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Randie R Little, et al. Implementing a Reference Measurement System for C-Peptide: Successes and Lessons Learned Clin Chem 2017;63:1447-1456.
Dr. Little is a Professor in the Departments of Pathology & Anatomical Sciences and Child Health at the University of Missouri.
This is a podcast from Clinical Chemistry, sponsored by the Department of Laboratory Medicine at Boston Children’s Hospital. I am Bob Barrett.
C-Peptide is a proinsulin cleavage product released from the pancreas in amounts equal to insulin, but with a half-life about 10 times longer than that of insulin. As a result, measurement of C-Peptide can be used as a substitute marker for monitoring endogenous insulin production, which is particularly important in diabetes research. The Diabetes Control and Complications Trials showed that in subjects with Type 1 Diabetes, higher C-Peptide concentrations were associated with improved Hemoglobin A1c, less hypoglycemia, and less retinopathy and necropathy. Thus, C-Peptide measurements and stabilization are often used as end points in clinical trials and other research studies. A major limitation to comparing and interpreting results across various studies has been the lack of harmonization in C- Peptide measurements. A Review article in the September 2017 issue of Clinical Chemistry provides an overview of the general process of harmonization and standardization and the challenges encountered with implementing a Reference Measurement System for C-Peptide.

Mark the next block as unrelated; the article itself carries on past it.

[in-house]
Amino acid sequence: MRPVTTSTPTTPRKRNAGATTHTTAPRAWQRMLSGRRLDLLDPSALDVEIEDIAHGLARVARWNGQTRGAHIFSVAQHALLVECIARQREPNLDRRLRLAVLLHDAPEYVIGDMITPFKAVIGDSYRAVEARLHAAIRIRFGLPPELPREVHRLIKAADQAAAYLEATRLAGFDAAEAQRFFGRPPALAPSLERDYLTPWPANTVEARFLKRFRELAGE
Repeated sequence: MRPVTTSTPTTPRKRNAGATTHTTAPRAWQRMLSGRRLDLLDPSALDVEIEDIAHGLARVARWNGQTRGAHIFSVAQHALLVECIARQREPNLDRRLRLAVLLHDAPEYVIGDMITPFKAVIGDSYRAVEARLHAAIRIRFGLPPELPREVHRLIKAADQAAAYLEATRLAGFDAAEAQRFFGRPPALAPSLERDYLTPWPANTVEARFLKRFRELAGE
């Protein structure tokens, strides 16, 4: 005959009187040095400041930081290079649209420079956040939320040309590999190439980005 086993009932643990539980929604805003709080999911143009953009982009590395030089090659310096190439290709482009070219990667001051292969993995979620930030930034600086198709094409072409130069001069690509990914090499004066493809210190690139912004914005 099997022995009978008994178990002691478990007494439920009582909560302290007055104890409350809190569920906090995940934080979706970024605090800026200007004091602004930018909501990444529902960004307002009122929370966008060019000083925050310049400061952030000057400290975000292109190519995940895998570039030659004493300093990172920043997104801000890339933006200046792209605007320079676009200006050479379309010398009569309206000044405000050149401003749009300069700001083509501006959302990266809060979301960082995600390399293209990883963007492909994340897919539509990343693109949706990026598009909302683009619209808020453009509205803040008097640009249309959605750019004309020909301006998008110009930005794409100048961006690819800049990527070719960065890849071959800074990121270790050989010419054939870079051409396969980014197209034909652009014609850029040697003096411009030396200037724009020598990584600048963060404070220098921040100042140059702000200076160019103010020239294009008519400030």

The lead author, Dr. Randie Little, joins us in this podcast. Dr. Little is a Professor in the Departments of Pathology & Anatomical Sciences and Child Health at the University of Missouri and is Director of the Diabetes Diagnostic Laboratory. Dr. Little is the Coordinator of the NGSP Network, a member of the NGSP Steering Committee, and also coordinates the NIDDK C-Peptide Standardization Activity.
So Dr. Little, what was the main purpose of writing this Review article?
Well, that purpose was really twofold. First, we wanted to lay out the problems that we encountered with standardizing C-Peptide, so that some of these problems can be avoided in the future with other tests. And the other purpose was, that we wanted to make people, especially people measuring C-peptide, aware that C-peptide is being standardized and that, soon, hopefully, manufacturers will begin recalibrating their methods, now that there’s a referenced measurement system developed and in place.
And, why is it important to harmonize C-Peptide results? What are the clinical implications and benefits?
Well, assessment of insulin that’s secreted by a person’s body, by measuring C-peptide is widely accepted. When insulin is secreted, you get actually get two things in the blood stream, proinsulin divides into insulin and C-Peptide, and C-Peptide stays in the bloodstream longer, so it’s a better measure of insulin secretion. And, recent studies have shown that preserving even small amounts of a patient’s own C-peptide production with Type 1 Diabetes reduces the risk for some diabetic complications and also lowers the risk of hypoglycemia. And because of this, C- Peptide is being used as a measureable endpoint in clinical trials that are aimed at preserving beta cell function or insulin secretion in people with Type 1 Diabetes. So, harmonization of C-Peptide results will facilitate the comparison of data from these different research studies and clinical trials.